Bring some water; bring some chairs, snacks, and maybe coffee or tea if you like it.  

If a rule asks you to move backwards and forwards consider doing one length moving forward and the next length moving backwards.

If you don’t have 60 ft. of space you can calculate the number of lengths you need like this:

X ft. of space /  5280 ft. = number of lengths for the mile

A word on safety: Physics is not your friend

The Montante is a big weapon and it can hurt stuff.  Ensure you have a clear space and won’t hit any people, critters, or objects of value.  Please be safe.

This is crazy…  Why would I do this?

Yes, it is crazy.  Because sometimes martial arts is about reps.  Sometimes it’s about meditation.  Sometimes it’s about “shut up and train.”  Sometimes it’s about flying in sword-formation with your friends at your sides.  Sometimes it is about making the world a little more beautiful.  Because sometimes you need to swing a piece of metal for a mile so that you know yourself and the weapon a little bit better.

That is the Montante Mile.

I’m in… How do I do this Montante thing of which you speak?

Welcome to the insanity.  The montante is the greatsword tradition of the Iberian peninsula.  You can download a translation of Figueiredo’s Memorial of the Practice of the Montante here: (Translation by maestro Eric Myers).  You can download Godinho’s rules of the montante here: (Translation by Tim Rivera)

With that you can read a rule, make some laps sword in hand and see how it works.

You could also join the Montante Facebook group: (Montante Swordsmanship)

Still, need more?  You’re not alone.  You’re part of a community of merry psychos.  You can just type “Montante” into the search prompt in YouTube and you’ll find loads of people across the world posting videos of the forms.  Sometimes they agree, sometimes they don’t.  It’s all cool and if you’re brand new you can pick out some that you like and give it a go.

Look, I’m a beginner. 
So was I once.  I think I still am.  It’s okay.  It’s your mile and you win by training.

I’m injured; my body has limits.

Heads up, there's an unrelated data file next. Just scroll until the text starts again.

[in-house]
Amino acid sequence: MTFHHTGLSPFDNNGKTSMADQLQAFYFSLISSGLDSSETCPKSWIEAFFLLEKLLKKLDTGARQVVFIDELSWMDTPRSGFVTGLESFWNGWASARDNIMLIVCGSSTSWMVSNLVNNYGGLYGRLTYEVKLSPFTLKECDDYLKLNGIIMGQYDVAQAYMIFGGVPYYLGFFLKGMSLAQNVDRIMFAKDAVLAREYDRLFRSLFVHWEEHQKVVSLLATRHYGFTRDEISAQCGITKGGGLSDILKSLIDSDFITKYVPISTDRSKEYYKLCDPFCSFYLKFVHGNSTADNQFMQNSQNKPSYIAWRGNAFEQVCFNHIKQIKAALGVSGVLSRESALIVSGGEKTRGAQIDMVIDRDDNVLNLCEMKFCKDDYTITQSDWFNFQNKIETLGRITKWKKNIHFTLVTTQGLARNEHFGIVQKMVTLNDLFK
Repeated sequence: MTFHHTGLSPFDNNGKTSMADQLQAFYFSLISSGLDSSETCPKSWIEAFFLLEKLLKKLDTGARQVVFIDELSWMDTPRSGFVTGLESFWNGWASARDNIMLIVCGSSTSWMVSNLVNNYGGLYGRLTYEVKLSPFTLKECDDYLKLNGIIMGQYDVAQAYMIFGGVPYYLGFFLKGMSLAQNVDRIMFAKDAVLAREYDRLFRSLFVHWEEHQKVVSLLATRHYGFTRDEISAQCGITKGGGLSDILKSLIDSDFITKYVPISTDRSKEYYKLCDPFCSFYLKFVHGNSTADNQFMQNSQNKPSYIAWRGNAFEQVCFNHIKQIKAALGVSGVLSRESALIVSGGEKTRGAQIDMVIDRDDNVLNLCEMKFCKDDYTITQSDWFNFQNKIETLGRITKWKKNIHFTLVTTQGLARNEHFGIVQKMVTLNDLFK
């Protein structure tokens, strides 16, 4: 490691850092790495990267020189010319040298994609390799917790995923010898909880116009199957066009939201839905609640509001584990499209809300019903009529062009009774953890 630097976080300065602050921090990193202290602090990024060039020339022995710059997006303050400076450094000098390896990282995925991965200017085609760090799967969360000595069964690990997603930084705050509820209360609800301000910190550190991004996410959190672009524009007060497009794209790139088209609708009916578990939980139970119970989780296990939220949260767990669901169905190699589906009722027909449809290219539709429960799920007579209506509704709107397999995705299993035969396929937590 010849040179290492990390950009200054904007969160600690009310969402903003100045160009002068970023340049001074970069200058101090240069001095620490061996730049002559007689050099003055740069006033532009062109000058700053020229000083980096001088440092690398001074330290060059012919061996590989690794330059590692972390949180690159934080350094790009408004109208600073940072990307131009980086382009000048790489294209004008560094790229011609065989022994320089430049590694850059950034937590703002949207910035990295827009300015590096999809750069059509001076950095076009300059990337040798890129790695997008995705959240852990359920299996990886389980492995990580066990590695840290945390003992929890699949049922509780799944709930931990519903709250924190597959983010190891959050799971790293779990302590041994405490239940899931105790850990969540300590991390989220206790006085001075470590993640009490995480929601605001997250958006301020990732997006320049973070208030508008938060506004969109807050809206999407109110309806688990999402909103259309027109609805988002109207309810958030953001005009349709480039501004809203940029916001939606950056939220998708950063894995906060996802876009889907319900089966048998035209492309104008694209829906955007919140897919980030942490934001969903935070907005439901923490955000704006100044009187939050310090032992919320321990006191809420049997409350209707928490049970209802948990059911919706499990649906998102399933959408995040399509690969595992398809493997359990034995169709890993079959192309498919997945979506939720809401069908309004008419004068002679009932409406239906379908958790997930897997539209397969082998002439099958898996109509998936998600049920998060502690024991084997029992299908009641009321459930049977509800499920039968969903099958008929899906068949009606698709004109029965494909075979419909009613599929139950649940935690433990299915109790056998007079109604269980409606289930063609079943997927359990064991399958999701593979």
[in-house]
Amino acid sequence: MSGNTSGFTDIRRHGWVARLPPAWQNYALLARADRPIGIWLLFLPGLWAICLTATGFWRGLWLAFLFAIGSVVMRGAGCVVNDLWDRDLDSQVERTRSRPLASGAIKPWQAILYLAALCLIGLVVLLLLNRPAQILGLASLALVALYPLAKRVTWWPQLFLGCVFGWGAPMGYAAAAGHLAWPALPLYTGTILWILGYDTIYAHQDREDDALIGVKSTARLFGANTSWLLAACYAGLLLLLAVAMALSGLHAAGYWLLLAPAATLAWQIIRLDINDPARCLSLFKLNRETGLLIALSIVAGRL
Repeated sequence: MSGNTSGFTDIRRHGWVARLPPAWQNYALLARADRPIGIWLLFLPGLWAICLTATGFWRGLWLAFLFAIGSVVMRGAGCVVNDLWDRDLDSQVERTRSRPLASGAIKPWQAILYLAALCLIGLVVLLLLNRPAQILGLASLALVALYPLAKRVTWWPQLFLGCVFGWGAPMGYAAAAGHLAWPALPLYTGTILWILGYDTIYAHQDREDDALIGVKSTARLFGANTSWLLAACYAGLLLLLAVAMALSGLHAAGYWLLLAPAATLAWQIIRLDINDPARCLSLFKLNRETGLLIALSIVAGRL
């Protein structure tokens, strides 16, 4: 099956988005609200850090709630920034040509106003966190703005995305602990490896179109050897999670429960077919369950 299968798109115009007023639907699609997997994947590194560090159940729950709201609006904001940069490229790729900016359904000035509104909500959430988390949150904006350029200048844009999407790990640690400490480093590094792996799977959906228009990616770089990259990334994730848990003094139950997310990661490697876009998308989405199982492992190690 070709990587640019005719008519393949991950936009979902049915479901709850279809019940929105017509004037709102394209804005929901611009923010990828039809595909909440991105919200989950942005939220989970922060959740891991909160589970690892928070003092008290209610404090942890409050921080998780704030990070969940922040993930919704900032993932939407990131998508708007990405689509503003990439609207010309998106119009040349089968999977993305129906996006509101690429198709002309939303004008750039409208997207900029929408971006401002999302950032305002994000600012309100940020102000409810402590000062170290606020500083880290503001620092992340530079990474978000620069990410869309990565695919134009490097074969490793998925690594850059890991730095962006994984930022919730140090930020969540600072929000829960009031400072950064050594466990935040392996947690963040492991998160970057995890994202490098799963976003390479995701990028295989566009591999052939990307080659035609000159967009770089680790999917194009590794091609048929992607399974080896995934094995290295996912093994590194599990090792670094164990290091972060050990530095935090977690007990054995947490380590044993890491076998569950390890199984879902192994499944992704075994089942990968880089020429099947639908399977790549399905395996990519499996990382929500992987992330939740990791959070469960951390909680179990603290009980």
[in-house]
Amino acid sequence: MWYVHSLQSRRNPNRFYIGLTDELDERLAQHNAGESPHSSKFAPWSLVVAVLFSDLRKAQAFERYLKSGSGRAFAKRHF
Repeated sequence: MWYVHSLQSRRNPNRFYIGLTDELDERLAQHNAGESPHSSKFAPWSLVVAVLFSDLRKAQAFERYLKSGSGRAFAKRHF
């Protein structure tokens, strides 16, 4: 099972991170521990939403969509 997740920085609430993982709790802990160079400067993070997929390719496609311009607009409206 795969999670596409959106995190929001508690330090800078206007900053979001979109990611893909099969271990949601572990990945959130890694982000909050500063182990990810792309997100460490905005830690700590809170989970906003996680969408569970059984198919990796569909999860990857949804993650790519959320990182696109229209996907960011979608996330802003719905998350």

Listen to your body.  Do what you can without hurting yourself.  If you get tired, take a break.  If you need water, drink.  Work within what you can do. 

Nobody says you have to do this in a single day.  Even just 60 ft. is one step closer to your mile.  If you walk 60 ft. per day you get there in 3 months.   Listen to your body and work with it.

It’s raining non-stop here and I can’t make the date…    

Not a problem.  Pick your own day.  I’m not the Montante Cop of the Universe (tm).  It’s your mile.  Do it when you can in your own way.

I am so jazzed about this… I must have swag!!
And you shall have it!  I have created a T-Shirt for the die-hard diestros that complete their own Montante Mile this year.

You’ll need to use a rule of the montante just to defend this shirt.

Link to the 2017 Montante Mile T-Shirt

The 2017 Montante Mile T-shirt can be yours!!  Complete your mile and earn the bragging rights.  (This is entirely on the honor system.)

We can share this… it’s better if we share it. You can do this with us, with your friends, for the art, and also for yourself.  Post pictures, share videos, and tell stories about the good time you had.

Challenging the status quo without losing yourself

I have been in the situation where I felt I needed to challenge the conventional wisdom about a sword tradition and there are good ways and bad ways to tackle that problem.

Full title: Saint George and the Dragon Artist: Gustave Moreau Date made: 1889-90 Source: http://www.nationalgalleryimages.co.uk/ Contact: picture.library@nationalgallery.co.uk Copyright © The National Gallery, London

Beware when fighting monsters that you don’t become one yourself.


In my opinion, it is most effective to concentrate on the **work** instead of the **person** in the counterargument. If you have a position there’s a decent chance we want to hear it, hell, we need to hear it if the position has merit.